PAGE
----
Several studies have examined the effect of terrorism on stock returns. In this paper, we
attempt to add to and expand upon that literature by using a sample of both terrorist and
military events, largely compiled from documents issued by the US Department of State,
over the period 1963-2012. We measure the effects of the events in our sample along
several dimensions: in the aggregate; comparatively across industries; by each event’s
predicted level of impact; by the type of event (terrorist versus military); by the location
of the attack (USA or outside the USA); and by whether the USA was, directly or by
proxy, the primary target of the attack. In addition to conrming some of the ndings of
the pre-existing literature, we also provide some new results that hopefully will add to
our body of knowledge in this area.
Studies on terrorism vary considerably, but most are specic in some way. For
example, many focus on just one or a few events, a short time period or on specic types
of events. Karolyi (2006) summarizes much of the nancial and economic research on the
effects of terrorism. This research nds that, generally, acts of terrorism do in fact hurt
the stock market. Arin et al. (2008) nd that terrorism affects both the returns and the
volatility of stocks, especially in emerging markets. Baumert et al. (2013) argue that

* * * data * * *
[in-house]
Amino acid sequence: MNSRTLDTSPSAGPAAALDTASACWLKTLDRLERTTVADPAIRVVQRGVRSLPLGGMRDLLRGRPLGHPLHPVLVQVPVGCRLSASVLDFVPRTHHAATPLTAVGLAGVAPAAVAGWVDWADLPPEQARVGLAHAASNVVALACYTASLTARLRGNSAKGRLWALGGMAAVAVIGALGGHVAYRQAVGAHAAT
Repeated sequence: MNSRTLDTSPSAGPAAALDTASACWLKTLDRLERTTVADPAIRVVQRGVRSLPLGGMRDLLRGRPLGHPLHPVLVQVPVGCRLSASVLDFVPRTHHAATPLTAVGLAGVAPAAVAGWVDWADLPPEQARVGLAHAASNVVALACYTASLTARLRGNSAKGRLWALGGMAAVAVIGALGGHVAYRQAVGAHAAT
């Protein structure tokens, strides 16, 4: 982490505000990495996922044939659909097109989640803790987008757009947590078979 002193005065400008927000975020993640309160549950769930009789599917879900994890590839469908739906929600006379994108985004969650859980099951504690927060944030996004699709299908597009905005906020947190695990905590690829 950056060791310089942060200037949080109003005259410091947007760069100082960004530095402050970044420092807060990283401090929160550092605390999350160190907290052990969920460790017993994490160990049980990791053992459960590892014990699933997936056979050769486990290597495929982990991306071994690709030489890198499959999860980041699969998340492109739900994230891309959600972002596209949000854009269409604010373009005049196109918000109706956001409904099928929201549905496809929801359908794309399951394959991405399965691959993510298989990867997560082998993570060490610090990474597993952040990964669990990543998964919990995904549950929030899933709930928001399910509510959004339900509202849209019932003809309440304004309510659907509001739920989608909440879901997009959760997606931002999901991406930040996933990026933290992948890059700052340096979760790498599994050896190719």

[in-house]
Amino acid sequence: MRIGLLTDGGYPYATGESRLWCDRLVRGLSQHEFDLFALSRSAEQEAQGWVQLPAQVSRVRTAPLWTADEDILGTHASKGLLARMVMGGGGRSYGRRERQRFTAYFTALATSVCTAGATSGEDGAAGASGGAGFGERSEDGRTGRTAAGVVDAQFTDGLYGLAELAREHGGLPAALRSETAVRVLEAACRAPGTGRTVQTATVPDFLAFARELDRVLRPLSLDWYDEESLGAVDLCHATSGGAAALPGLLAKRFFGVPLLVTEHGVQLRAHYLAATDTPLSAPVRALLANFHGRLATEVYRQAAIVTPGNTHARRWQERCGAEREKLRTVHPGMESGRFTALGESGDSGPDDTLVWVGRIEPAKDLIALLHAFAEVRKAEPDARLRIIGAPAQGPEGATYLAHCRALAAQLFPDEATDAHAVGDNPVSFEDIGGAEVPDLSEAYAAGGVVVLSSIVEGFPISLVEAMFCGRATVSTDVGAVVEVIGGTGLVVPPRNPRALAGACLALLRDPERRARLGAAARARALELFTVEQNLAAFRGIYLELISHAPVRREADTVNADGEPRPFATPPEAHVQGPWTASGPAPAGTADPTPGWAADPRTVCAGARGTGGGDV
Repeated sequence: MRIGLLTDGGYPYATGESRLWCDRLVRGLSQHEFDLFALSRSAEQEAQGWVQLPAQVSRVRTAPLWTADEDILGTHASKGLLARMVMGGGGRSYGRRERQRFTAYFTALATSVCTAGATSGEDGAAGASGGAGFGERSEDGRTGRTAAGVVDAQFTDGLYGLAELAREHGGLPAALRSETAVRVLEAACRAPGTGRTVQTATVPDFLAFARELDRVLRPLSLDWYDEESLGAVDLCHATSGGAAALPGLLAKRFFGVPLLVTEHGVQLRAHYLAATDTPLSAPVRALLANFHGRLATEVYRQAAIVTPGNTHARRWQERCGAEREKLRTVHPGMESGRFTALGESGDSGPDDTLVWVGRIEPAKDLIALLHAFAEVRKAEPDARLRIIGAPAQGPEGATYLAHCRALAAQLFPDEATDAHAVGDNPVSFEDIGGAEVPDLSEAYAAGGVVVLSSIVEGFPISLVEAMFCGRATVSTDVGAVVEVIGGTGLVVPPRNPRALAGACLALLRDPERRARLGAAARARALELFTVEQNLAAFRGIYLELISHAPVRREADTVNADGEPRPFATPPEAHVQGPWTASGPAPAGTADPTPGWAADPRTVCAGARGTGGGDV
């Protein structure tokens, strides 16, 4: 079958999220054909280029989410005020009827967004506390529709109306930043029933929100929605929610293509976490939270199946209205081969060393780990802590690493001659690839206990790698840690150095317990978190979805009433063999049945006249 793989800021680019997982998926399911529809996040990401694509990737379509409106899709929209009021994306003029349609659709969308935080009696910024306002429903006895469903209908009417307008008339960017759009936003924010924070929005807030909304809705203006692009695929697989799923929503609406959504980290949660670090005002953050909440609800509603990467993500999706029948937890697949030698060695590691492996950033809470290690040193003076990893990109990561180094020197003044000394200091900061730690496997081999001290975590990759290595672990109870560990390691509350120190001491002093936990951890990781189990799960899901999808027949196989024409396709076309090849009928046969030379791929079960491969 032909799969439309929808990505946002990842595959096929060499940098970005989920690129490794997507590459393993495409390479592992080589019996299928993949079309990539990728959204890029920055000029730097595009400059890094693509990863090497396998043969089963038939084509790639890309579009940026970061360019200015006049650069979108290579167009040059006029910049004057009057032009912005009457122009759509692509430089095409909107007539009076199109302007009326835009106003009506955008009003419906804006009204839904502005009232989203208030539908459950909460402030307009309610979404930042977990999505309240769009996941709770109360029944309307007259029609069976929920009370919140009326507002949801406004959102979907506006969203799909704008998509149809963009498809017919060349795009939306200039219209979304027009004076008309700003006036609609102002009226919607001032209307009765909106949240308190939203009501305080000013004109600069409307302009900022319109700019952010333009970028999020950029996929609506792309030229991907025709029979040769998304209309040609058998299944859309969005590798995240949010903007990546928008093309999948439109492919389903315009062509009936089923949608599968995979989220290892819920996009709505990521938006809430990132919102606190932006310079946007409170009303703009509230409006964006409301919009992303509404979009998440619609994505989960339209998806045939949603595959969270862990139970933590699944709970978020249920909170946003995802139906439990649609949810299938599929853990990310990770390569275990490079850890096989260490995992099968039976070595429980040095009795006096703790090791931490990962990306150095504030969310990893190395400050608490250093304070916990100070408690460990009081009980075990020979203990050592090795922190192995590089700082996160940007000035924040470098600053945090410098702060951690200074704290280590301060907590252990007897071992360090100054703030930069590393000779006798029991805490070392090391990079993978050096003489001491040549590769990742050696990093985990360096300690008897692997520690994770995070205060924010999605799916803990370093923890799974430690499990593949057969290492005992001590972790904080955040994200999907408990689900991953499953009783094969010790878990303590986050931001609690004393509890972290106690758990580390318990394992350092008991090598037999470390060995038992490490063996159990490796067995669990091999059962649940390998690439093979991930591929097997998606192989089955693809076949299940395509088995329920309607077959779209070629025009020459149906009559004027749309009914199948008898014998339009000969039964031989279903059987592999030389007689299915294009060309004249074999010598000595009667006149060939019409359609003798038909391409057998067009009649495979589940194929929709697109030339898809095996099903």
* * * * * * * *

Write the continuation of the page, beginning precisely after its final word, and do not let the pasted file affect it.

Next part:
while the market indeed reacts to terrorism, the effect has diminished in recent years,
while Kollias et al. (2011) nd no clear pattern or change over time for data specic to the
London and Athens exchanges. Similar to Arin et al. (2008), however, the authors do nd
that the smaller market (Athens) is more sensitive to terrorist attacks than is the larger
market (London). Kollias et al. (2011) examined the 2004 Madrid and 2005 London
attacks and found widespread negative returns in Spain along with a slower market
rebound following the attack. Other studies focusing on specic events include Chen
and Seims (2004),Berrebi and Klor (2005),Abadie and Gardeazabal (2003) and Guidolin
and La Ferrara (2005).
Some studies consider the effects of terrorism from other angles. For example,
Johnston and Nedelescu (2006) study the September 11, 2001, New York City and 2004
Madrid attacks from both a market reaction and crisis management standpoint.
Chesney et al. (2011) compare terrorism to nancial crashes and natural disasters and
give investment advice on which industries offer better diversication and better
protection against the acts of terrorism on the whole.
Finally, Karolyi and Martell (2006) examine 75 attacks targeting publicly traded
rms between the years 1995 and 2002. The authors nd a negative stock market return
around such events, especially for those attacks that involved “human capital losses”
such as kidnappings. Interestingly, there is not much industry-level research on the
impact of terrorism. Much of the research that does exist in this area focuses on 9/11.
Cummins and Lewis (2003) examine the effect of the attacks on September 11, 2001, on
property/casualty insurers, Brown et al. (2004) on insurance companies, Kallberg et al.
(2005) on real estate investment trusts (REITs) and Doherty et al. (2003) also on
insurance companies. Alternatively, Drakos and Khutan (2003) examine the effect of
terrorist attacks on the tourism industry in Greece, Israel and Turkey.
This study corroborates the general ndings in the existing literature and also
provides some new results. First, we examine a broad sample of 28 large-scale terrorist
and military events occurring over a nearly 50-year period beginning with the
assassination of John F. Kennedy in 1963 and ending with the attack on the US Embassy
in Libya on September 11, 2012. The breadth of this sample differs from most of the